The following federal loans are eligible for the Standard Repayment Plan :

•   Direct Subsidized Loans
•   Direct Unsubsidized Loans
•   Direct PLUS Loans
•   Direct Consolidation Loans
•   Subsidized Federal Stafford Loans
•   Unsubsidized Federal Stafford Loans
•   FFEL PLUS Loans
•   FFEL Consolidation Loans

Extended Repayment Plan

If payments are too high for you to manage on the standard 10-year repayment plan, you can choose the Extended Repayment Plan for your federal loans, where the term is up to 25 years and payments are generally lower than with the Standard and Graduated Repayment Plans. With this plan you can also choose between fixed or graduated payments.

If you’re eligible, an Extended Repayment Plan can provide significant relief if you are struggling to pay your monthly loan payments by lengthening your term and potentially lowering your monthly payments.

This can help keep you out of default (which is important!). But it is important to remember that lengthening your loan term usually means you will be paying significantly more interest over the life of the loan—because it will take you longer to pay off your loan—and it may not give you the lowest monthly payments, depending on your circumstances. (Read more about eligibility here .)

Student Loans Eligible for the Extended Repayment Plan

The following federal loans are eligible for the Extended Repayment Plan :

•   Direct Subsidized Loans
•   Direct Unsubsidized Loans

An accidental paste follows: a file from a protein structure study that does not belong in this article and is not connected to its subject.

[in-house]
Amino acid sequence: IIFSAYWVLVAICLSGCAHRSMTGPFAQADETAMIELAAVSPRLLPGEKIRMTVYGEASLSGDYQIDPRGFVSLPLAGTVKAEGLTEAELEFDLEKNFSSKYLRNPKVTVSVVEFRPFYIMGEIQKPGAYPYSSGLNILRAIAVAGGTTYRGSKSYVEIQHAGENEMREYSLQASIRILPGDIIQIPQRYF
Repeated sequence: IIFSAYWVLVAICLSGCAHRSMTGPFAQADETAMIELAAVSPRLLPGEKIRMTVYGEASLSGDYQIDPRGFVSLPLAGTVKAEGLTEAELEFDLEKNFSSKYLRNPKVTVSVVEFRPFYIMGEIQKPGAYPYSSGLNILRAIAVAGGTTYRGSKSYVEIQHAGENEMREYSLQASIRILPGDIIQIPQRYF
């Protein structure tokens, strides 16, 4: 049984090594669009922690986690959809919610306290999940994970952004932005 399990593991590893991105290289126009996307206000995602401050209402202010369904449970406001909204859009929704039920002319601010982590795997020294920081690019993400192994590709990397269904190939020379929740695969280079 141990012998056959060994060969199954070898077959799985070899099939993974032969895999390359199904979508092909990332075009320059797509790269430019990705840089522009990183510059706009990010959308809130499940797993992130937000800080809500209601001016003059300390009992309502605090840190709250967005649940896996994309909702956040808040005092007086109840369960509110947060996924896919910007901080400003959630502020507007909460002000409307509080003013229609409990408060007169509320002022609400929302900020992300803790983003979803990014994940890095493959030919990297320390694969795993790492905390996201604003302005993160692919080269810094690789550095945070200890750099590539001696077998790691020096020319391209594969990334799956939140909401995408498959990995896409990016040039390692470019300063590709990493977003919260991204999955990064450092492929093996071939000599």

•   Direct PLUS Loans
•   Direct Consolidation Loans
•   Subsidized Federal Stafford Loans
•   Unsubsidized Federal Stafford Loans
•   FFEL PLUS Loans
•   FFEL Consolidation Loans

Graduated Repayment Plan

With this plan, you would still pay your federal student loans back over a 10- to 30-year period, with lower payments at the beginning of the term that gradually increase every two years.

The idea behind the Graduated Repayment Plan is that a borrower’s income will likely increase over time, but may not be much to start out (which makes sense, since you’re fresh out of school).

Of course, the income boost may not happen. With this plan, because interest keeps accruing on the outstanding principal balance over a longer period of time, even though you’re making payments, the longer you take to repay your loan(s), the more interest you’ll wind up paying in the end. (Remember, more payments with interest = more interest paid total.) More information about eligibility for the Graduated Repayment Plan may be found here .